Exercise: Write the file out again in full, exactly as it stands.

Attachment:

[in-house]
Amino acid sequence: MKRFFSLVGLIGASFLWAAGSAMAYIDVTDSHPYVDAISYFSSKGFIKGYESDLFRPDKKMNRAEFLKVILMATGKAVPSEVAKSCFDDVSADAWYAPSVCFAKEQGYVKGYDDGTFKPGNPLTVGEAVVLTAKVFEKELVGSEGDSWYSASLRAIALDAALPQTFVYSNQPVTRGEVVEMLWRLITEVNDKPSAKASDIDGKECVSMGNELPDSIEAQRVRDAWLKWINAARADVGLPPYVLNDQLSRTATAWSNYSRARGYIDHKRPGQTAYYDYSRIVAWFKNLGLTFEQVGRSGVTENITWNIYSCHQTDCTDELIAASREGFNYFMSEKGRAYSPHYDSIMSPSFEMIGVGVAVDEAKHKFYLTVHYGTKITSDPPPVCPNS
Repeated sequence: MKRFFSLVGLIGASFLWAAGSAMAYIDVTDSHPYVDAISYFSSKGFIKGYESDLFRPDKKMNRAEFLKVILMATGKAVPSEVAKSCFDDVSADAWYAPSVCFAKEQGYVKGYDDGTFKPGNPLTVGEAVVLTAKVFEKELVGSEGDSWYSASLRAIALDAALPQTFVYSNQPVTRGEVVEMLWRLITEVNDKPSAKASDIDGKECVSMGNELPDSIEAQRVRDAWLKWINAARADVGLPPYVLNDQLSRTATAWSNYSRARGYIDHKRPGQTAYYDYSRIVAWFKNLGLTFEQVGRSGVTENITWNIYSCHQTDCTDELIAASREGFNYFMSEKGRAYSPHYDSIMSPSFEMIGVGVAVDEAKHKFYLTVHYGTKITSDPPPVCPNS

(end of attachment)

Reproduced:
[in-house]
Amino acid sequence: MKRFFSLVGLIGASFLWAAGSAMAYIDVTDSHPYVDAISYFSSKGFIKGYESDLFRPDKKMNRAEFLKVILMATGKAVPSEVAKSCFDDVSADAWYAPSVCFAKEQGYVKGYDDGTFKPGNPLTVGEAVVLTAKVFEKELVGSEGDSWYSASLRAIALDAALPQTFVYSNQPVTRGEVVEMLWRLITEVNDKPSAKASDIDGKECVSMGNELPDSIEAQRVRDAWLKWINAARADVGLPPYVLNDQLSRTATAWSNYSRARGYIDHKRPGQTAYYDYSRIVAWFKNLGLTFEQVGRSGVTENITWNIYSCHQTDCTDELIAASREGFNYFMSEKGRAYSPHYDSIMSPSFEMIGVGVAVDEAKHKFYLTVHYGTKITSDPPPVCPNS
Repeated sequence: MKRFFSLVGLIGASFLWAAGSAMAYIDVTDSHPYVDAISYFSSKGFIKGYESDLFRPDKKMNRAEFLKVILMATGKAVPSEVAKSCFDDVSADAWYAPSVCFAKEQGYVKGYDDGTFKPGNPLTVGEAVVLTAKVFEKELVGSEGDSWYSASLRAIALDAALPQTFVYSNQPVTRGEVVEMLWRLITEVNDKPSAKASDIDGKECVSMGNELPDSIEAQRVRDAWLKWINAARADVGLPPYVLNDQLSRTATAWSNYSRARGYIDHKRPGQTAYYDYSRIVAWFKNLGLTFEQVGRSGVTENITWNIYSCHQTDCTDELIAASREGFNYFMSEKGRAYSPHYDSIMSPSFEMIGVGVAVDEAKHKFYLTVHYGTKITSDPPPVCPNS